Wednesday, July 3, 2013



FOLLOWING the resounding success of "The Treasures of Ancient Rome" on BBC4 which featured Antinous, the BBC has ordered several more documentaries that will explore some of the great empires and their leaders.

"The Treasures of Ancient Rome," hosted by art historian Alastair Sooke (BBC4 promotional photo above), examined the give of art that Rome gave to the world. In one segment, the three-part documentary focused on the artistic legacy Emperor Hadrian and Antinous.

One of our own MODERN PRIESTS OF ANTINOUS was interviewed on camera by Sooke in the documentary, which has aired in Britain and currently is being syndicated throughout the world.

On the heels of that success, BBC Two has commissioned a three-part exploration of Napoleon Bonaparte, a portrait of Roman emperor Caligula and an in-depth look at recently found catacombs in Rome.

"These thoughtful, dramatic, highly colored views of our past offer great stories, great arguments and great characters," said Martin Davidson, commissioning editor, history and business. "Each of these programs takes audiences on a fascinating journey and along the way they’ll shed a new light on periods of history we think we know so well."

BBC Two said that the three-hour series "Napoleon" will look to "shed new light on the emperor as an extraordinary, gifted military commander and a mesmeric leader whose private life was littered with disappointments and betrayals."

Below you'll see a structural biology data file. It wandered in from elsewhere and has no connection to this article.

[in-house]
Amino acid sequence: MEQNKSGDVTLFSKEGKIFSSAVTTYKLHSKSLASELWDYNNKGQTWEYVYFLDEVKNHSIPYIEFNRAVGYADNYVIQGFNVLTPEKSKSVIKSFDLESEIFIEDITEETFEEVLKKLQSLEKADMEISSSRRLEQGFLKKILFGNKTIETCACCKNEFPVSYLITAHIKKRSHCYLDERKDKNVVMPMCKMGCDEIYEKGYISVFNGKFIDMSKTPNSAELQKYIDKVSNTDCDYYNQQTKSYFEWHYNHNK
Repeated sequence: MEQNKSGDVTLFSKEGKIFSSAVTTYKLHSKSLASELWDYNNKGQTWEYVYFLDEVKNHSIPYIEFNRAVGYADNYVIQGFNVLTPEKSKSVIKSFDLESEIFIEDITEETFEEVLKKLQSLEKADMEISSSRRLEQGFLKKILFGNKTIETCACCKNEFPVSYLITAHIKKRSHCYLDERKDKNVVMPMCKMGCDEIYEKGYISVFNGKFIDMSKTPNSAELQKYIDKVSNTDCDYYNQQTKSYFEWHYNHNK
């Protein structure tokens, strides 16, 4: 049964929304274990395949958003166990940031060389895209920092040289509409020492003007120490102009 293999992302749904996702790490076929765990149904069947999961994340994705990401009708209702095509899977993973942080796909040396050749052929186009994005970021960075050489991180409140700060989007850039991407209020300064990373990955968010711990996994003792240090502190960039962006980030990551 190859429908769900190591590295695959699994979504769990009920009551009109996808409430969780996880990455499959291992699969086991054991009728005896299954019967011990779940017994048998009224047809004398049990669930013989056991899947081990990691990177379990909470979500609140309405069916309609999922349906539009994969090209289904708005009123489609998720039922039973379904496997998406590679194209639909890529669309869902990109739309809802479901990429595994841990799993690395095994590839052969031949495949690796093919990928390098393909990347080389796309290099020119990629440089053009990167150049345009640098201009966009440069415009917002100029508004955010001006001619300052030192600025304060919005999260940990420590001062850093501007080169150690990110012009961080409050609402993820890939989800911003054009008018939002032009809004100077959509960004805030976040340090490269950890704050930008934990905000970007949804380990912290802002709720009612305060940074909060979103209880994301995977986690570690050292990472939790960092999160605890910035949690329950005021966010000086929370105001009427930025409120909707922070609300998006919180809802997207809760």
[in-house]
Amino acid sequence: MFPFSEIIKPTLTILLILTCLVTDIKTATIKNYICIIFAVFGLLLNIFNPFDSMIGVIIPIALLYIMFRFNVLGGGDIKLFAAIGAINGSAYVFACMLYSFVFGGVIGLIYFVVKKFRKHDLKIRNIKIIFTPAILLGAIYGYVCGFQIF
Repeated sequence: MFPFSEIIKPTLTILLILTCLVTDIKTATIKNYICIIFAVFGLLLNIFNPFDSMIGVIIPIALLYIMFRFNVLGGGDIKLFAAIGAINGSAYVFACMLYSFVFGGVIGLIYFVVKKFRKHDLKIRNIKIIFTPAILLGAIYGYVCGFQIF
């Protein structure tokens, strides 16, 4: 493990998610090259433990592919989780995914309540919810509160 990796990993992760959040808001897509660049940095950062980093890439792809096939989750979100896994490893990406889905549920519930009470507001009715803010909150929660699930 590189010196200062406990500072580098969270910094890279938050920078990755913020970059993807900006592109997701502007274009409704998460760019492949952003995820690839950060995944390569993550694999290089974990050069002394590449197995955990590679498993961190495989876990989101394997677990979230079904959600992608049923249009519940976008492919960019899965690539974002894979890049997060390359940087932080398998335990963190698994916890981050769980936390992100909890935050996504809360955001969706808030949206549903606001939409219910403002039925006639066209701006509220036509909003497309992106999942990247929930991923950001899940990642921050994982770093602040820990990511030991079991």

The show will see historian Andrew Roberts visit former battlefields of Europe and discuss events that helped shape European history.

"The series also paints a controversial portrait of Napoleon, a man demonized as a dictator as ruthless as Hitler," BBC Two said. "But rather than be remembered as the demon of history and a man responsible for the deaths of hundreds of thousands of soldiers, Napoleon was also the man responsible for securing the success of the French Revolution and who put in place many of the features of the modern state."

Napoleon is a SAINT OF ANTINOUS for precisely that reason and because he decriminalized homosexuality in France.

Meanwhile, the hour-long "Caligula" will explore myths and realities of the life of an emperor who ruled Rome for only four years before being assassinated at age 29.

"He was said to have made his horse a consul, proclaimed himself a living God and indulged in scandalous orgies - and not to mention his construction of vast bridges across land and sea, prostituting senators’ wives and killing half the Roman elite seemingly on a whim," BBC Two said.

The network has also ordered the hour-long "The Mystery of Rome’s X Tombs," which will explore  tombs recently discovered in one of Rome’s catacombs. The tombs contained more than 2,000 skeletons, more than usual burial places, and were marked as "X" in the Vatican's underground mapping system.

The show will explore who the dead were, with theories pointing to a wealthy immigrant community or members of Ancient Rome's elite.

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